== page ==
Radon wasn't always a household word - and for some, it still isn't, although it should be.
Better not to wind up like Stanley and Diane Watras.
In 1984, before anyone knew that the radioactive gas could make its way into homes, and that parts of Pennsylvania and New Jersey are radon hot spots, Watras set off radiation alarms when he reported for work at the Limerick nuclear power plant, then under construction.
Subsequent investigation focused on his home in Boyertown, Berks County, where technicians found the highest radon levels they had yet seen in the United States - about 675 times the maximum level permitted in a uranium mine.
In a way, he was lucky. He was alerted to a problem he hadn't known he had.
Officials began testing more homes, and household radon testing became a national campaign that continues to this day.
Radon is a colorless, odorless, radioactive gas that forms during the breakdown of naturally occurring uranium in soils and rocks.
Some rocks have just a little uranium. Some contain a lot.
The radon gets into homes through openings that touch the soil. Cracks and sump pits in basements are common sources, but homes on slabs can have problems, too.
The gas presents serious health risks. Its radioactive particles can get trapped in the lungs. As they break down further and release more energy, they damage tissue.
Exposure to residential radon is the second-leading cause of lung cancer, albeit still far behind cigarette smoking, according to the American Lung Association. The best estimate by officials is that radon causes 21,000 lung cancer deaths a year in the United States.
"Never-smokers who get lung cancer are naturally asking 'Why me?' " said Kevin Stewart, director of environmental health for the American Lung Association of the Mid-Atlantic. "I know people who have put two and two together and have identified radon as the chief, if not the only, logical suspect. Since never-smokers make up more and more of the population, I expect that group to increase."
Both states aggregate household testing data, available online. (See the box with this story.)
Radon amounts are measured in picocuries per liter, and the U.S. Environmental Protection Agency advises mitigation for levels above four.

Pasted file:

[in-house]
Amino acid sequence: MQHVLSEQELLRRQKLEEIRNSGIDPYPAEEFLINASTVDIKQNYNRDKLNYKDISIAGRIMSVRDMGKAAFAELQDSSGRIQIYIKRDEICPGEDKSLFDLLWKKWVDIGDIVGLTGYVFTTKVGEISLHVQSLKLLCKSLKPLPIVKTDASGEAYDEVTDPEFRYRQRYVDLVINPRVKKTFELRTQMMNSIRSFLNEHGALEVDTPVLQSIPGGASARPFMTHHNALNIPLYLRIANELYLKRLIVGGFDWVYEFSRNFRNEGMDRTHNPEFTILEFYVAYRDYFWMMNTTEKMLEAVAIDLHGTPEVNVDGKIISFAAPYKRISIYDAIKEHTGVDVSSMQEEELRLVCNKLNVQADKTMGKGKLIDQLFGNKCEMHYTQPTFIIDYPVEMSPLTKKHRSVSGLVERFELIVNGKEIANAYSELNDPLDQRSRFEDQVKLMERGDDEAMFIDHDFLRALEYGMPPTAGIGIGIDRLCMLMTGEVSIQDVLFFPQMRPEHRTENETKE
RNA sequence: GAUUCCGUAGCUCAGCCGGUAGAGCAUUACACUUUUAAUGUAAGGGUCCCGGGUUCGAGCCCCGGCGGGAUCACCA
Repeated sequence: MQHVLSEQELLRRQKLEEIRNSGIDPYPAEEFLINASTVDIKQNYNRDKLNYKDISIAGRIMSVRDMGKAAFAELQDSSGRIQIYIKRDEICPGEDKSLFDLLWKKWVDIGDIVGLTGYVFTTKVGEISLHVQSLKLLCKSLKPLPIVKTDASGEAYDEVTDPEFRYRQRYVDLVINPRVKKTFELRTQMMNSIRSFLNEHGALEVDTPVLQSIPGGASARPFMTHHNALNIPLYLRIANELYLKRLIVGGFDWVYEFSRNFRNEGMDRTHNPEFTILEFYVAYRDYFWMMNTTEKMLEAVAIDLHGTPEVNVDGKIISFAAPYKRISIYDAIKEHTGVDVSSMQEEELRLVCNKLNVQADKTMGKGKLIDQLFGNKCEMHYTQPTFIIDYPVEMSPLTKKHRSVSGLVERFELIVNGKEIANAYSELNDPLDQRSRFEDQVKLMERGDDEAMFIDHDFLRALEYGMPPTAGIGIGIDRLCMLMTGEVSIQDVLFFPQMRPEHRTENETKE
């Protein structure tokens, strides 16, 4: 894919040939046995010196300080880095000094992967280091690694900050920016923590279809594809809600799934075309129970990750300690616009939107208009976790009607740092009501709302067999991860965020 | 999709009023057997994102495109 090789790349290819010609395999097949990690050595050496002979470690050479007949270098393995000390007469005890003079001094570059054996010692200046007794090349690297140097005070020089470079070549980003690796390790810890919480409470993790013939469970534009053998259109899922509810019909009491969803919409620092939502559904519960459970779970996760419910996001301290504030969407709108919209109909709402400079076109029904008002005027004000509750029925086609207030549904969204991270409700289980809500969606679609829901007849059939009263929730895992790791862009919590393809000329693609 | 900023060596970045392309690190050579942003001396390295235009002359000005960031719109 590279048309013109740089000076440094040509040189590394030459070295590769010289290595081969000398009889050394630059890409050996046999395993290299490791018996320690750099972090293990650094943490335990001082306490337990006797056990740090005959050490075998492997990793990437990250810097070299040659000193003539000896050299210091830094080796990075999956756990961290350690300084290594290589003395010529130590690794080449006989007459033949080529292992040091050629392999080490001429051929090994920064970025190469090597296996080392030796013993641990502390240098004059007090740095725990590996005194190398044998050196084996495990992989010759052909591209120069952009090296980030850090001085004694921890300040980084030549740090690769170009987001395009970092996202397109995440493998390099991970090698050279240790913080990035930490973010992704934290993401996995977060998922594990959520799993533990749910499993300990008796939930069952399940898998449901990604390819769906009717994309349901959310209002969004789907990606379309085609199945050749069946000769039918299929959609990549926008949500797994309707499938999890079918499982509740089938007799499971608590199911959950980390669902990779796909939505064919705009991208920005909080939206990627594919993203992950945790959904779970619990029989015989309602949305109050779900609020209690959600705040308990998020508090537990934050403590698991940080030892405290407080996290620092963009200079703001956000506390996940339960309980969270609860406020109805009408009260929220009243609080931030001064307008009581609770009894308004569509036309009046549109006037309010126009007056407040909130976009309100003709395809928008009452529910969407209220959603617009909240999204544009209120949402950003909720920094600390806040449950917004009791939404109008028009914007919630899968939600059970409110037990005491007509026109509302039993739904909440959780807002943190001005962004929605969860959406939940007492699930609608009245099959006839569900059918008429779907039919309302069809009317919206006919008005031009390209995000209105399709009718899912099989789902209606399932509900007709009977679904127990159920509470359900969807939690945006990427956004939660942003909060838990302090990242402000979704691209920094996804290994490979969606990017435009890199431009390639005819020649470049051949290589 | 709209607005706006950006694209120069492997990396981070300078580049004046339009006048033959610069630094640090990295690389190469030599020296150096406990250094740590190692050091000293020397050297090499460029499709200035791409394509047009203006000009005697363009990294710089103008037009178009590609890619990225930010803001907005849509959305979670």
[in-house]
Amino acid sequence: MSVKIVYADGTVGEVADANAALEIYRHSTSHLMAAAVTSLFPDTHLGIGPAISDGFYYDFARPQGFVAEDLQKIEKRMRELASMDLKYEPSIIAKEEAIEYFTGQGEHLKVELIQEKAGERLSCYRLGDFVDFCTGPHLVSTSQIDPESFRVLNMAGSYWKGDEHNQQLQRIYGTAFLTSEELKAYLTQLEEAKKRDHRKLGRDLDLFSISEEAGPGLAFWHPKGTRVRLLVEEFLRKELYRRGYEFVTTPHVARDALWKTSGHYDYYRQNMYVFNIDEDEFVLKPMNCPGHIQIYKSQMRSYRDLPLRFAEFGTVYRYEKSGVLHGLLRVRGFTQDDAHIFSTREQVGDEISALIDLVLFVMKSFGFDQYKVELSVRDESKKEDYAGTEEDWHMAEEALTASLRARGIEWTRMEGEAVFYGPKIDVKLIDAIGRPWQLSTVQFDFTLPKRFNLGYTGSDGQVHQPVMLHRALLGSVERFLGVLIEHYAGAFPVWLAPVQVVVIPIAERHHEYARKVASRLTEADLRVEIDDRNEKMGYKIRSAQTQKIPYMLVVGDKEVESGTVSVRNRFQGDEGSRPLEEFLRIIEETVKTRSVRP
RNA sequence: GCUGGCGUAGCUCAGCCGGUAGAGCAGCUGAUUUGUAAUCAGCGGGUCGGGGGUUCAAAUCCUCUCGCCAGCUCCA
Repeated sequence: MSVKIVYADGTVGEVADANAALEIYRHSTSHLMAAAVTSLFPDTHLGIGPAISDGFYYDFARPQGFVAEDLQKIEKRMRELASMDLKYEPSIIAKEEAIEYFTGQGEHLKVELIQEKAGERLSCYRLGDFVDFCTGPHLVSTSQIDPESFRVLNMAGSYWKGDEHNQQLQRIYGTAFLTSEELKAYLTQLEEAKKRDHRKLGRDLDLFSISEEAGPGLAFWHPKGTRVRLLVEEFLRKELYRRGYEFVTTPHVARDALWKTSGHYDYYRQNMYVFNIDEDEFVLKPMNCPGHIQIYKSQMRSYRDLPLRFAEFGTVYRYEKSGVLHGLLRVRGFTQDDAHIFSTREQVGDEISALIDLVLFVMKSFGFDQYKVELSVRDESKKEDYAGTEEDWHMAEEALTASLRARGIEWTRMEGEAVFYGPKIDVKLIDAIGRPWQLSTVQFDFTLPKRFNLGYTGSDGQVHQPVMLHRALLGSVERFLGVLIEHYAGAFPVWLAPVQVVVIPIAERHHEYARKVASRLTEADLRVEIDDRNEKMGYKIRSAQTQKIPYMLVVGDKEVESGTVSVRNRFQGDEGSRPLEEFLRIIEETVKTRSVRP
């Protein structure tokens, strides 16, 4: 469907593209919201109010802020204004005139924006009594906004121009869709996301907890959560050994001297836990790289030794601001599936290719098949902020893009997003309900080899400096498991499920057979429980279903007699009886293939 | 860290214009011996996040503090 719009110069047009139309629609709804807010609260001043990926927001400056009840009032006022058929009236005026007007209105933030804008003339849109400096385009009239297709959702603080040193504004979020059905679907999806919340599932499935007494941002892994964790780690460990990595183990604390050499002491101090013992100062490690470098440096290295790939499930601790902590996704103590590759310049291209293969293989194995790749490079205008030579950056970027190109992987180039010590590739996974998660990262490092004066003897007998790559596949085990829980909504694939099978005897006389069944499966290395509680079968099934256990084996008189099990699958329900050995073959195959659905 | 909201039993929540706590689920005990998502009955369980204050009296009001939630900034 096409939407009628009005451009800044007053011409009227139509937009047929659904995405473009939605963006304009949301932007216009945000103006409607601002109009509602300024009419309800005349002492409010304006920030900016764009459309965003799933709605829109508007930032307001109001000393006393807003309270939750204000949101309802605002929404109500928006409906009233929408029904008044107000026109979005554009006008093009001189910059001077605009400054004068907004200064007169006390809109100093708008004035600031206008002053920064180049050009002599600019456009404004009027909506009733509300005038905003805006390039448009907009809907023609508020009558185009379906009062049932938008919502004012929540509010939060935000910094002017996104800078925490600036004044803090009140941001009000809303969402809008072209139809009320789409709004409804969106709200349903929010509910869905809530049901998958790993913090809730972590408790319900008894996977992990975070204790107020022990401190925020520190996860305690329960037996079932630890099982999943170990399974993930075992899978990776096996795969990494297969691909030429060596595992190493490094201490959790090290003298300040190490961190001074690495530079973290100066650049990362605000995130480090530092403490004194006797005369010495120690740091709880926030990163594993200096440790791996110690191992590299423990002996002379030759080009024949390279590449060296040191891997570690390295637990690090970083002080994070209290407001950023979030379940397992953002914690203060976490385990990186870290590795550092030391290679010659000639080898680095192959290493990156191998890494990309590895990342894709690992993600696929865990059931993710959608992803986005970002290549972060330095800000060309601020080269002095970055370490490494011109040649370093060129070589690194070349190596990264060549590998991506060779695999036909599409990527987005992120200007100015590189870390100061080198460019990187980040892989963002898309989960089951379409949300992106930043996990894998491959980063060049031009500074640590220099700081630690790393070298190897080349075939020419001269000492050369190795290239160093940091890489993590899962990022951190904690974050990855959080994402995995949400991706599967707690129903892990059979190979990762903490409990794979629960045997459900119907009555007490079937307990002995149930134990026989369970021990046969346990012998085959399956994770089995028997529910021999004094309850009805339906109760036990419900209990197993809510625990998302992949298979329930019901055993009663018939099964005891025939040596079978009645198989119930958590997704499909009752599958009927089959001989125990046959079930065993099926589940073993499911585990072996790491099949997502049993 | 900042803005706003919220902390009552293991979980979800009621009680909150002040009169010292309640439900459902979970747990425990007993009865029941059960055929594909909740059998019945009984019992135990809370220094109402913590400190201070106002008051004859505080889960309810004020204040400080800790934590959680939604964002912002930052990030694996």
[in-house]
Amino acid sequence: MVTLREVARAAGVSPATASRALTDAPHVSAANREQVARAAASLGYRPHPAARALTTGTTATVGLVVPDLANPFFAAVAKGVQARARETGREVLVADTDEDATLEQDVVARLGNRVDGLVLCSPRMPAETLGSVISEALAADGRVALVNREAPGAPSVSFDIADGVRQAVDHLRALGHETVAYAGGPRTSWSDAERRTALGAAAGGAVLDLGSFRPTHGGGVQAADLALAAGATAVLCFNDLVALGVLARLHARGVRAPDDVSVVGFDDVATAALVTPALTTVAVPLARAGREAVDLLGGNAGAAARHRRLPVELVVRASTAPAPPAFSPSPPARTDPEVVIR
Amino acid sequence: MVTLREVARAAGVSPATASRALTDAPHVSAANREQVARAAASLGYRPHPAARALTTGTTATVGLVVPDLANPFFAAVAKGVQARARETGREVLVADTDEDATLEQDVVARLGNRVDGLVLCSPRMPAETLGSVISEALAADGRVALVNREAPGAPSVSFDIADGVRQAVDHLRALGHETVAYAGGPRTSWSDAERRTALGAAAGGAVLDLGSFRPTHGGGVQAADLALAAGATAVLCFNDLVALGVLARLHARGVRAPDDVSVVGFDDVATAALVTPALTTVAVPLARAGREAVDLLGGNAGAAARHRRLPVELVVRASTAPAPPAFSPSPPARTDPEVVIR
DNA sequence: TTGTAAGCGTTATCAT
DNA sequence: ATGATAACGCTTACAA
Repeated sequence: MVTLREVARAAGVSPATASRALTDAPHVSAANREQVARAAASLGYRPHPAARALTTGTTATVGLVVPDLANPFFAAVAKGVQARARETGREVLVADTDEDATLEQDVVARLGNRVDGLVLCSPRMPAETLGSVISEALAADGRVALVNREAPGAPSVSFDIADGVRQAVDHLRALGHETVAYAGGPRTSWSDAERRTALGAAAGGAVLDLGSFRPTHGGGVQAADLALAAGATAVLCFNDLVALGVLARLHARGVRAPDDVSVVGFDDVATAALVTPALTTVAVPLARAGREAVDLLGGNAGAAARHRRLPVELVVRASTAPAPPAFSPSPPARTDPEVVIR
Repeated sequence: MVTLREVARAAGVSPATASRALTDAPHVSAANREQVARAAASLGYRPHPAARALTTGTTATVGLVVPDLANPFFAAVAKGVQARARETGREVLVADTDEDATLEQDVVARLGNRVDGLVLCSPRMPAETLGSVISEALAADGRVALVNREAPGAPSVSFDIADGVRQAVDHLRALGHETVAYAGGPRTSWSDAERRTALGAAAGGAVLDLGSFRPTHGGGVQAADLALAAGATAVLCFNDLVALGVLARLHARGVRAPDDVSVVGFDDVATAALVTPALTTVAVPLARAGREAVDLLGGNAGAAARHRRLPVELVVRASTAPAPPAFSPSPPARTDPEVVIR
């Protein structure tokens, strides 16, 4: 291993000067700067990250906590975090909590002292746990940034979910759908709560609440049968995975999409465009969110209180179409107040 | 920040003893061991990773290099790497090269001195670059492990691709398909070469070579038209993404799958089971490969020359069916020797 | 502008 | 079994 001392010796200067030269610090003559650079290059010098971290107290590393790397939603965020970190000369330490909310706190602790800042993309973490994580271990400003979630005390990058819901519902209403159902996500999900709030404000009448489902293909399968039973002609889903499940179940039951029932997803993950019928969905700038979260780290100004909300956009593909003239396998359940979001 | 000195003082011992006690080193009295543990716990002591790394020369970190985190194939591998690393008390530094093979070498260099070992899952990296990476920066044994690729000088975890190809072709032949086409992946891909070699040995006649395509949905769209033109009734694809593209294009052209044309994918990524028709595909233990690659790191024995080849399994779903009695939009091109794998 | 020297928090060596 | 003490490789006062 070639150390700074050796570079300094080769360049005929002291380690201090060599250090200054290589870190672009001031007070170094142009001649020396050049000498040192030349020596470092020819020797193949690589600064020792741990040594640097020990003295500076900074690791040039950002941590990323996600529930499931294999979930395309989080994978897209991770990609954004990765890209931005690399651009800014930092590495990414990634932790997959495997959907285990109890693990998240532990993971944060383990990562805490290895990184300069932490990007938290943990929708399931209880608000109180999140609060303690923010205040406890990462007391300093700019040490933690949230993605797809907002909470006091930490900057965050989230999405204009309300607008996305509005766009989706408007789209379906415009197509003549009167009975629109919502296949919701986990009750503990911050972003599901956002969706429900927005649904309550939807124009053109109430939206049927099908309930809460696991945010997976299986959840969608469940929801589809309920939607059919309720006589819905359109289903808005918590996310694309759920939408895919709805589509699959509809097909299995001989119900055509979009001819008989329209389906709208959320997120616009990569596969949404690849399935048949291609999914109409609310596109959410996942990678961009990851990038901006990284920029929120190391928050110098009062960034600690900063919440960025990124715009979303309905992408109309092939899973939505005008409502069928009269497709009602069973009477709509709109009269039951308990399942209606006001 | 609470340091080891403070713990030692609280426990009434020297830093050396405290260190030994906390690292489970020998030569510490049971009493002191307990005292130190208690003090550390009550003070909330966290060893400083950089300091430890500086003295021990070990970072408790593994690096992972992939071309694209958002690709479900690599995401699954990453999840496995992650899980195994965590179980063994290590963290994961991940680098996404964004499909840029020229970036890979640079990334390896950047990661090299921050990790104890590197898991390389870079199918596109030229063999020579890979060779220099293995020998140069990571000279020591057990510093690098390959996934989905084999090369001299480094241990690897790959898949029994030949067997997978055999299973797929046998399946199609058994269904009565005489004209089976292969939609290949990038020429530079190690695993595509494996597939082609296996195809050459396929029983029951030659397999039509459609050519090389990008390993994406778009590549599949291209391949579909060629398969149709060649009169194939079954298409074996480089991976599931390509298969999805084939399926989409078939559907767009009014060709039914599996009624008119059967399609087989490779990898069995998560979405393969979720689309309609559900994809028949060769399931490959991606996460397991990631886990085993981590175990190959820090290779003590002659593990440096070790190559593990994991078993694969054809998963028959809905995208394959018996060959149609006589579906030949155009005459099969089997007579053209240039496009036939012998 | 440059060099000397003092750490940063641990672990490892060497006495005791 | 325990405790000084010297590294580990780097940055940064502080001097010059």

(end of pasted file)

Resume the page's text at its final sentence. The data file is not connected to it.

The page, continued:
One problem area in Pennsylvania - other than the Reading Prong formation that the Watras' home sat atop - is along the Route 30 corridor in Chester County. In the zip code that includes Coatesville, the average result of 5,180 basement tests is 11.8 picocuries per liter. The maximum result was 1,122.8 picocuries per liter - roughly 280 times the action level.
Philadelphia is considered a low-risk area.
New Jersey areas with high readings include Runnemede Borough in Camden County, where one-third of 142 homes tested had levels above four picocuries per liter.
But Robert Lewis, radon program manager for the Pennsylvania Department of Environmental Protection, cautioned that results can vary widely, even in homes next door to each other.
Many people get their home tested when preparing it for sale. That, or the potential buyers do.
Even so, in New Jersey, fewer than 30 percent of homes have been tested, said Anita Kopera, supervisor of the radon section in the state Department of Environmental Protection.
Pennsylvania has no similar estimate, but "it's probably, and unfortunately, the minority of homes that get tested," Lewis said.
That's sad because testing for radon is simple and cheap - do-it-yourself kits from a hardware store cost $15 to $50.
The good news is that radon can be remediated. Most often, it involves drilling through the basement floor into the dirt under the house and installing a fan and a system of pipes that vent the radon above the roof line.
Kopera said the average price is about $1,300, although it can range from $500 to $2,500.
Not bad for eliminating a significant environmental health hazard.
GreenSpace: Radon-Testing Tips
To check test results by town (N.J.) or zip code (Pa.):
New Jersey: http://www.njradon.org/radonin.htm
Results in the same area can vary. If you are considering testing your home:
Do-it-yourself kits from hardware and home-improvement stores cost $15 to $50.
Some towns or health departments offer free kits.
To hire a professional, expect to pay $50 to $200. Both states certify contractors, so ask for credentials.
New Jersey: www.njradon.org
U.S. EPA: www.epa.gov/radon
Cancer Survivors Against Radon: www.cansar.org
"GreenSpace," about the environment and health, appears every other week, alternating with Art Carey's "Well Being" column.